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August 5, 2004

Just when you thought it was safe to go into the blog...

On a day I was hoping would be quiet so I could wrap up critical pre-vacation tasks, we get yet one more major event: another thoughtful and insightful (and long) Blakely opinion from district judge who is rightly regarded as an intellectual leader in the field of sentencing. Available for download below is US District Judge Gerald Lynch's opinion in US v. Emmenegger. As an esteemed sentencing scholar noted when sending me this opinion:

Like Judge Nancy Gertner, Judge Lynch is one of the most sophisticated judges on the federal bench in sentencing issues. And yet we see Judges Gertner and Lynch at odds on the main issue: Judge Lynch "remains convinced" of the constitutionality of the federal guidelines (Emmenegger at 38) while Judge Gertner sees "no question that [Blakely's] test applies to the federal guidelines. " (Mueffleman at 22). Further proof was not needed that the Supreme Court has rendered the current law in this field unintelligible, but here it is.

Download lynch_emmenegger_opinion.doc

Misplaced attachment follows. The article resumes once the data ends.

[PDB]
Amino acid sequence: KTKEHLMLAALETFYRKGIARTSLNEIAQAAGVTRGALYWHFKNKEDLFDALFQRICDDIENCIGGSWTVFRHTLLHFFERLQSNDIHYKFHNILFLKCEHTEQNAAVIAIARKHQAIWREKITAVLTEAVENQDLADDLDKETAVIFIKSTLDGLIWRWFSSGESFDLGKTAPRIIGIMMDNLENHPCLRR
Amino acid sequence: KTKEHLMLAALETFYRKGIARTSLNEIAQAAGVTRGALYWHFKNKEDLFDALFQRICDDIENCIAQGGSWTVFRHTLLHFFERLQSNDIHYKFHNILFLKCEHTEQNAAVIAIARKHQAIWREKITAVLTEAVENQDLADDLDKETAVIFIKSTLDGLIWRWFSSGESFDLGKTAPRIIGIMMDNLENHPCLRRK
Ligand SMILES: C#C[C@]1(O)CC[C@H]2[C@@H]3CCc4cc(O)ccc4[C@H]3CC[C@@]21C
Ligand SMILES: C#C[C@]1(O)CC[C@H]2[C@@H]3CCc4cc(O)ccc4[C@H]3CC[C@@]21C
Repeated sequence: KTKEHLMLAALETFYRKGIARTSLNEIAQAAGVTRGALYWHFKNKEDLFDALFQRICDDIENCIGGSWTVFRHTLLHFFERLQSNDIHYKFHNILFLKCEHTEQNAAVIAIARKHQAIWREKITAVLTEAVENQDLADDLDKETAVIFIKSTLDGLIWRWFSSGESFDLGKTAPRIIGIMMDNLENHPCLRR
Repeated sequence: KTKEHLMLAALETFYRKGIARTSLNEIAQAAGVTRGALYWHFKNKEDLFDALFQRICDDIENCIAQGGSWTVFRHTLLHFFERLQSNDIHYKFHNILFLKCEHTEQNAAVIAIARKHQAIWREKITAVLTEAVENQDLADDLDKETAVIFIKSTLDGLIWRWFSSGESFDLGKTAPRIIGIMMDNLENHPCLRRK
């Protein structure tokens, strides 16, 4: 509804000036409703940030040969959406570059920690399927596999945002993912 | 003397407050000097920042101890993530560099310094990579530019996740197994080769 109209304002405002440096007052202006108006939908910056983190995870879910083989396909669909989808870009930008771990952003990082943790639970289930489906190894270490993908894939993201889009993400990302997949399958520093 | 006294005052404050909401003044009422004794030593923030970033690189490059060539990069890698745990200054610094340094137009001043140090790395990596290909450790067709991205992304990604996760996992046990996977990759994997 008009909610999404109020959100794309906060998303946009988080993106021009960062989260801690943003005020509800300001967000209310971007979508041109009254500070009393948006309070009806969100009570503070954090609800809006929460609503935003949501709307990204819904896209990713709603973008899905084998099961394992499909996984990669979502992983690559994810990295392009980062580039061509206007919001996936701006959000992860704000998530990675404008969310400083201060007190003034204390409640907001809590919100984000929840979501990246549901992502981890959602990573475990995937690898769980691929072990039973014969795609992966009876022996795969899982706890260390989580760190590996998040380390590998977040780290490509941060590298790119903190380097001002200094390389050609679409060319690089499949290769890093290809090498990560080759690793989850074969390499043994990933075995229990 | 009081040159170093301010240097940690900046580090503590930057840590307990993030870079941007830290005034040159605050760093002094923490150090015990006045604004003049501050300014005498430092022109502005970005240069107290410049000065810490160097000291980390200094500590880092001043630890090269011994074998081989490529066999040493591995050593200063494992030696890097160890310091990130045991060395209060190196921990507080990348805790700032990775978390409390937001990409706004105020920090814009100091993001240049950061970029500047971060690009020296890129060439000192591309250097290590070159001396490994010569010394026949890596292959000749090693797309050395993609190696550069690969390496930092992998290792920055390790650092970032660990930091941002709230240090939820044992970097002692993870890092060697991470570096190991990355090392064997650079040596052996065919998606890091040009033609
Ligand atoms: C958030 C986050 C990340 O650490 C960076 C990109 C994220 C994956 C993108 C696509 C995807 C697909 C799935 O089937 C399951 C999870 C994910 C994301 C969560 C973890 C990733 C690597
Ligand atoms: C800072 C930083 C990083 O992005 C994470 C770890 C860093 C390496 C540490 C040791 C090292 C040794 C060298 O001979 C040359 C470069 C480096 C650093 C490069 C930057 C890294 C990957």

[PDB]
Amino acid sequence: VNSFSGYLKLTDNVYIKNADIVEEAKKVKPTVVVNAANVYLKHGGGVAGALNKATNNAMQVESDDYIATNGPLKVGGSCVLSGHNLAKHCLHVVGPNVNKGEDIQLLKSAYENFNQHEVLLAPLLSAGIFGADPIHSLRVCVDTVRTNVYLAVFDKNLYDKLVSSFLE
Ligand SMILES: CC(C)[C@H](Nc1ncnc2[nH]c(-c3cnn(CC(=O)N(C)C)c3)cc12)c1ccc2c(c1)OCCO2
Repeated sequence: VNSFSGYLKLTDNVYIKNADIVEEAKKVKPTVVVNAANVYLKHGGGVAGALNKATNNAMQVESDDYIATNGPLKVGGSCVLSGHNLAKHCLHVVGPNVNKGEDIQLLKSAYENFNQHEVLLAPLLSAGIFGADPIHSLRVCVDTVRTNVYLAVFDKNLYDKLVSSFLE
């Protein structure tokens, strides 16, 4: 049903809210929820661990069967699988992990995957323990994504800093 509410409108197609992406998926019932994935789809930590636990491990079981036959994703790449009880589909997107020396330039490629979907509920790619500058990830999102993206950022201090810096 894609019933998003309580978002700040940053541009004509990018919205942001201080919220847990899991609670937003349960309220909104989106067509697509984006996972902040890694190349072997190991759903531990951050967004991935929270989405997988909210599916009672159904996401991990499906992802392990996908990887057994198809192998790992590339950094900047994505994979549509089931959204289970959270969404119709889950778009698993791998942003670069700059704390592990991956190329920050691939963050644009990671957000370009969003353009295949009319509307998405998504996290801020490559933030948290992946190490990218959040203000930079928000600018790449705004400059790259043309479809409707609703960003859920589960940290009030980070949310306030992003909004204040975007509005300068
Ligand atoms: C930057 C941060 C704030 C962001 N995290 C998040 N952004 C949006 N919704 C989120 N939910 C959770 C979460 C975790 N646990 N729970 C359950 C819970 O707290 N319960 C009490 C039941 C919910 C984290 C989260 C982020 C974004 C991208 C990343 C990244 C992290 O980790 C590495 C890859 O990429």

August 5, 2004 at 02:05 PM | Permalink


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I am an insurance agent whose son is serving a 6 year Habitual Offender Sentence for minor drug charges in Louisiana. My son needed some prison time since no treatment was available at the time. We went to court to have his sentence declared illegal on July 13th and the Judge ruled in his favor but the minutes were unclear and he is still being held. I am 72, my wife 70, and we are active in our independent agency business. We hope that the matter will be resolved quickly but he will be recharged by the Asst. DA and return to court in November. Looks like we are going to have to fight some more.

Posted by: Maurice Mouton | Aug 6, 2004 12:01:02 PM

I am a paralegal whose loved one is in federal prison for 87 months on something the guidelines say he should be doing a maximum of 41 on. The offer before trial was a max of 30. His appeal has been filed, including Blakely. They added 46 months for relevant conduct with no downward departure for good works in his lifetime, even though he had a 3-star general on his side. He is not a bad person, just trusted the wrong people and didn't get things in writing to cover his backside. He knows better now, but 87 months for a non-violent crime is a high price to pay for being trusting. He did nothing to break the law intentionally, as happens to many people with white-collar and non-violent convictions. Your coverage and updates regarding these important issues have made our lives easier. Thank you for your continued coverage.

Posted by: Shelly Thornton | Aug 11, 2004 3:55:56 PM

My son needed some prison time since no treatment was available at the time.

Posted by: Robe de Soirée 2013 | Dec 14, 2012 1:21:59 AM

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